Benefits & Economics

Improved understanding and retention

Studies show that after three months, you will remember only ten percent of what you hear. If you hear it and see it, you will remember three times as much. If you hear it, see it, and experience it, you will remember up to six times as much. Interactive presentations incorporate all three modes, encouraging people to learn by doing.

In addition, some people learn best through seeing, others through hearing, and others through motion (such as note-takers). Interactive courses and presentations appeal to all of these preferences.

Leader led, self paced or both

Presentations can be designed to be leader-led or self-paced:

  • In a leader-led format, the presenter provides the audio. The presentation serves to reinforce what the presenter is saying, complementing the presenter without taking over.
  • A self-paced presentation is produced with a soundtrack and incorporates prompts to lead the user through the presentation.

Where needed expert developers can produce a presentation incorporating both leader-led and self-paced techniques. For instance, a leader-led course might be designed to train sales representatives how best to present a product, but a self-paced version of the course can be made available to employees and/or customers unable to attend the classroom course.

Cost comparison self-paced interactive vs classroom presentation

When development costs for different learning approaches are compared, classroom-based materials require the least, staged video-based materials the most.  In contrast, interactive presentations can be crafted by small teams using high-productivity tools such as Flash, and HTML-5 saving the client up to two-thirds the budget needed to achieve the same training objective in a staged video format.

While the initial cost of interactive may be higher than classroom training, when the labor cost of the learners is taken into account significant savings occur.  We made this chart over 20 years ago but the same principles still apply. Videotape has been replaced by DVDs, cassettes are now audio CDs, and videodisk. The last projects we did using videodisk were in the early 90′s for the Opryland Museum and theme park.

Determining the breakeven where interactive is less costly than classroom training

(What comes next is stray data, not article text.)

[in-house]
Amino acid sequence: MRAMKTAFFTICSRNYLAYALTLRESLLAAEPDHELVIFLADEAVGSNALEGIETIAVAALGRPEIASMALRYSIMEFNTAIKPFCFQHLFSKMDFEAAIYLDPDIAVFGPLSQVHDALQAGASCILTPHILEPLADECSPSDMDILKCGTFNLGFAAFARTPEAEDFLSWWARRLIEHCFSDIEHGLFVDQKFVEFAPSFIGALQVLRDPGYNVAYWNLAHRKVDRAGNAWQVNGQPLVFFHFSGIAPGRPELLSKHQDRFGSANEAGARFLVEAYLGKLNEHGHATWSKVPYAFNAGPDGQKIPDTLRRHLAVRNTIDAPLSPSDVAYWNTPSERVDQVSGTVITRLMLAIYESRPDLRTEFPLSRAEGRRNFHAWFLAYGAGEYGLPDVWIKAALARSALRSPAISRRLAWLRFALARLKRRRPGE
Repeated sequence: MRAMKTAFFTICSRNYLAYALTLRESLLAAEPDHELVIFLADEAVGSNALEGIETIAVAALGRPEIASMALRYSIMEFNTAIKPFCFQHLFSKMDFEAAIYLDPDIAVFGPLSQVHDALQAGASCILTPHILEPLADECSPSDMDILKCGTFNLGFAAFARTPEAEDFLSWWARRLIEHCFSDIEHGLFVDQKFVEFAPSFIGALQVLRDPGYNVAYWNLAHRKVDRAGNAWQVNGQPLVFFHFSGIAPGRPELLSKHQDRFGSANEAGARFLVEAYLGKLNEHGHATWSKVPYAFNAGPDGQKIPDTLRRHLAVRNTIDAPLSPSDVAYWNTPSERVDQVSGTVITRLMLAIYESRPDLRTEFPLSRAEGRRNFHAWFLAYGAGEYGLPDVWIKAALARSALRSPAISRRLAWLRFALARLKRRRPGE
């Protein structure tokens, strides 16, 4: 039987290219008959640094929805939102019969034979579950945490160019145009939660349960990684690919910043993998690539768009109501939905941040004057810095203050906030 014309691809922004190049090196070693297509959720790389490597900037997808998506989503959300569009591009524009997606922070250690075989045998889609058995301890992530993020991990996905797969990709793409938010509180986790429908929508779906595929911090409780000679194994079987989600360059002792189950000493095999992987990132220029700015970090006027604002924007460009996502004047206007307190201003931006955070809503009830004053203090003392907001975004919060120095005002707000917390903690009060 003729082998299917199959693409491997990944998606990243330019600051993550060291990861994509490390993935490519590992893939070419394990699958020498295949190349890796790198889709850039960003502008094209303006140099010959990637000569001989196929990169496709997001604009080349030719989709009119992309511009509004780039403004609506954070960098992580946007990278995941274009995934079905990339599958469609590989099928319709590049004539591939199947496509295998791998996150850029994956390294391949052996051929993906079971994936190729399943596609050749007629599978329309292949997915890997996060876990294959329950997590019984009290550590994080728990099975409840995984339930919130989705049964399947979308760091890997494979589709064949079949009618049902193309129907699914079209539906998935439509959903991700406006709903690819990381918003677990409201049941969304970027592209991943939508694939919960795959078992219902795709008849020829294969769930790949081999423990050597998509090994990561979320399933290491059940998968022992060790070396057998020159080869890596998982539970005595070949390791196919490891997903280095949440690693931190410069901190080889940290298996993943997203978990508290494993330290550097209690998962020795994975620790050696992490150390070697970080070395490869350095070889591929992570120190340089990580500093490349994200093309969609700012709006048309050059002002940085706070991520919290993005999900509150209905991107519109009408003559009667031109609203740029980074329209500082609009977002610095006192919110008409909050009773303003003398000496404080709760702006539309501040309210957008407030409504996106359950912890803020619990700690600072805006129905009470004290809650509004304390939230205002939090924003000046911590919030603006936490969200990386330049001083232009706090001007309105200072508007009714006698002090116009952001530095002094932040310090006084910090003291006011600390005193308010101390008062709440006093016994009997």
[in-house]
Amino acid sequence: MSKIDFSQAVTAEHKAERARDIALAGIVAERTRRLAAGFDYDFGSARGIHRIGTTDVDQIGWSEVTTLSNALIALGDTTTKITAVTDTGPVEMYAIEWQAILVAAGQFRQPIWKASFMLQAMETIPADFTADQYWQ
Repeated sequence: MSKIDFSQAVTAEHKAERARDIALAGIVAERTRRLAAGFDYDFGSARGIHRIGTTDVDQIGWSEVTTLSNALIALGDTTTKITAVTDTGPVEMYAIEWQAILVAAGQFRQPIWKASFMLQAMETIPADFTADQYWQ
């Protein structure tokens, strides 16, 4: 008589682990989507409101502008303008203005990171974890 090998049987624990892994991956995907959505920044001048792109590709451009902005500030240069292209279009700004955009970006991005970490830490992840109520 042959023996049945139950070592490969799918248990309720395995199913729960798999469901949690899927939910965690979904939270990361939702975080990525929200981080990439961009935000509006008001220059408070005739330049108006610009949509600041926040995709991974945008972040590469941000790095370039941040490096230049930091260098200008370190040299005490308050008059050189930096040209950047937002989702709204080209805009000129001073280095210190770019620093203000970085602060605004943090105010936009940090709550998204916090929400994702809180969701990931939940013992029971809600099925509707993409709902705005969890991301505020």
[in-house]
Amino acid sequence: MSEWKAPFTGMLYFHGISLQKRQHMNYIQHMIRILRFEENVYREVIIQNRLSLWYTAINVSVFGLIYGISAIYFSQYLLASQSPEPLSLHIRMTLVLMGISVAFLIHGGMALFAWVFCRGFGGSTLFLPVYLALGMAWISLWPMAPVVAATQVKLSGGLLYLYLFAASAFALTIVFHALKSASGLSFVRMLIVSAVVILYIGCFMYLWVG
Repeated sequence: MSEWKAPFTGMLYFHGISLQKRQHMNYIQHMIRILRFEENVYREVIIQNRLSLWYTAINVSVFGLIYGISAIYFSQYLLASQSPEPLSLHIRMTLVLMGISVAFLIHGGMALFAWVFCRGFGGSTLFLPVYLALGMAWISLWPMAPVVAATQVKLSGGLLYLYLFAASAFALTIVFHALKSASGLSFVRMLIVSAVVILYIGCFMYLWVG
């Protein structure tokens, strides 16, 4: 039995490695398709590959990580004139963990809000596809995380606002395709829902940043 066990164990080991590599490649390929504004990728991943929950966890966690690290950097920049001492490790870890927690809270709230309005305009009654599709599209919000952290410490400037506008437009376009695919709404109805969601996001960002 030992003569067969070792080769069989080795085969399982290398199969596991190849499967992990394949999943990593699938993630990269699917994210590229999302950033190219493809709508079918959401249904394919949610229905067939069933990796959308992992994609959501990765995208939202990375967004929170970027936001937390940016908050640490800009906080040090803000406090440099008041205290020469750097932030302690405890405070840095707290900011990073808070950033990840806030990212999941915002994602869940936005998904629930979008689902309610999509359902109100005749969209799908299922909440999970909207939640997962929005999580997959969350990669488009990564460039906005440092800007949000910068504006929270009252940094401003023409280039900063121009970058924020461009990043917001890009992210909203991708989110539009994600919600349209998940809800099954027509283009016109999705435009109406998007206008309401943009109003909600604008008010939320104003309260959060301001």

While the initial costs of developing interactive presentations are higher than those typically required for traditional classroom training materials, the number of learners to be reached can result in net savings overall. In most situations, an interactive course needs an audience of 65 to 200 learners in order to beat classroom-based training on total cost per learner. If travel is involved for the learners or instructor interactive proves in with the lowest audience size.  

Secure investment

Your investment and trust in Duthie Learning and the work we created in the past is protected.   We do not engage in tricky licensing schemes, and clients are granted full rights to the final work. In addition, because we use commercially available tools and provide source code files if available, upon request, 

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More economical self-paced training

A lot of training currently done in traditional classrooms is appropriate for self-paced learning. In these cases, self-paced learning customarily takes 50% less time than classroom-based training to achieve the same competency. The pace of classroom training is limited by the slowest learner in the group, whereas self-paced training can be accomplished at the learner’s own pace. Since employees are generally compensated for time spent in training, this time savings can translate into a significant reduction in costs.

Interactive courses are also completely consistent from session to session. Finally, interactive training can take advantage of simulations, interactive exercises, and other techniques that are harder to execute with traditional media.

Features have included:

  • Break timers
  • Music while waiting for class to begin
  • Exercise timers
  • Instructors’ notes
  • Intranet/Internet operation
  • Reference modes
  • Interface to LMS-AICC/SCORM
  • Section for first time users
  • Simulations
  • Recording of voice responses
  • Bookmarking
  • “Play,” “pause,” and “resume” buttons
  • Help resources
  • Glossaries
  • Mouse tutors
  • Text-only options for users without audio
  • Notepads